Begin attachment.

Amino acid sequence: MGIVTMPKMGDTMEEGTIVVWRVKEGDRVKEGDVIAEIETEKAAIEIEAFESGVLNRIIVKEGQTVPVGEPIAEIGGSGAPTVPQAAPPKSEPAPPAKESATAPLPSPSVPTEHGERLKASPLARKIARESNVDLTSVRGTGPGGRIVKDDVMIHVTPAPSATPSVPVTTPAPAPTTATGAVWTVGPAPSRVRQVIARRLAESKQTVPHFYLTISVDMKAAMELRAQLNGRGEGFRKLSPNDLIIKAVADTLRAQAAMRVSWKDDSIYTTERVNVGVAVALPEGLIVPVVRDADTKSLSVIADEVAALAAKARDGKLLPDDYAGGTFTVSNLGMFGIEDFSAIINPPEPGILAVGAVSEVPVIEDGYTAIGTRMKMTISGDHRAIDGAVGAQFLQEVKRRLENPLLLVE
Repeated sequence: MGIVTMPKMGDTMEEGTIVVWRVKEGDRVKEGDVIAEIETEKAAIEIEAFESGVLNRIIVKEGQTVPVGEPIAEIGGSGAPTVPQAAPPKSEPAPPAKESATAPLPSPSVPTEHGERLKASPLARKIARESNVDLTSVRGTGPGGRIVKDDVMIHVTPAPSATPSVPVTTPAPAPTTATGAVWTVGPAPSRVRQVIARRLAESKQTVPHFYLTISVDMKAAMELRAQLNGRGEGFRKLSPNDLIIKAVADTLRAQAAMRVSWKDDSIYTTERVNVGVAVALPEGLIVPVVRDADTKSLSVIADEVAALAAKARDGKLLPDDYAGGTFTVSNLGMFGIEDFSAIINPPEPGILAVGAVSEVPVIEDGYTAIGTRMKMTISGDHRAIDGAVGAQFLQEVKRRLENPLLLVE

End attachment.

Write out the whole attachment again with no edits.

Amino acid sequence: MGIVTMPKMGDTMEEGTIVVWRVKEGDRVKEGDVIAEIETEKAAIEIEAFESGVLNRIIVKEGQTVPVGEPIAEIGGSGAPTVPQAAPPKSEPAPPAKESATAPLPSPSVPTEHGERLKASPLARKIARESNVDLTSVRGTGPGGRIVKDDVMIHVTPAPSATPSVPVTTPAPAPTTATGAVWTVGPAPSRVRQVIARRLAESKQTVPHFYLTISVDMKAAMELRAQLNGRGEGFRKLSPNDLIIKAVADTLRAQAAMRVSWKDDSIYTTERVNVGVAVALPEGLIVPVVRDADTKSLSVIADEVAALAAKARDGKLLPDDYAGGTFTVSNLGMFGIEDFSAIINPPEPGILAVGAVSEVPVIEDGYTAIGTRMKMTISGDHRAIDGAVGAQFLQEVKRRLENPLLLVE
Repeated sequence: MGIVTMPKMGDTMEEGTIVVWRVKEGDRVKEGDVIAEIETEKAAIEIEAFESGVLNRIIVKEGQTVPVGEPIAEIGGSGAPTVPQAAPPKSEPAPPAKESATAPLPSPSVPTEHGERLKASPLARKIARESNVDLTSVRGTGPGGRIVKDDVMIHVTPAPSATPSVPVTTPAPAPTTATGAVWTVGPAPSRVRQVIARRLAESKQTVPHFYLTISVDMKAAMELRAQLNGRGEGFRKLSPNDLIIKAVADTLRAQAAMRVSWKDDSIYTTERVNVGVAVALPEGLIVPVVRDADTKSLSVIADEVAALAAKARDGKLLPDDYAGGTFTVSNLGMFGIEDFSAIINPPEPGILAVGAVSEVPVIEDGYTAIGTRMKMTISGDHRAIDGAVGAQFLQEVKRRLENPLLLVE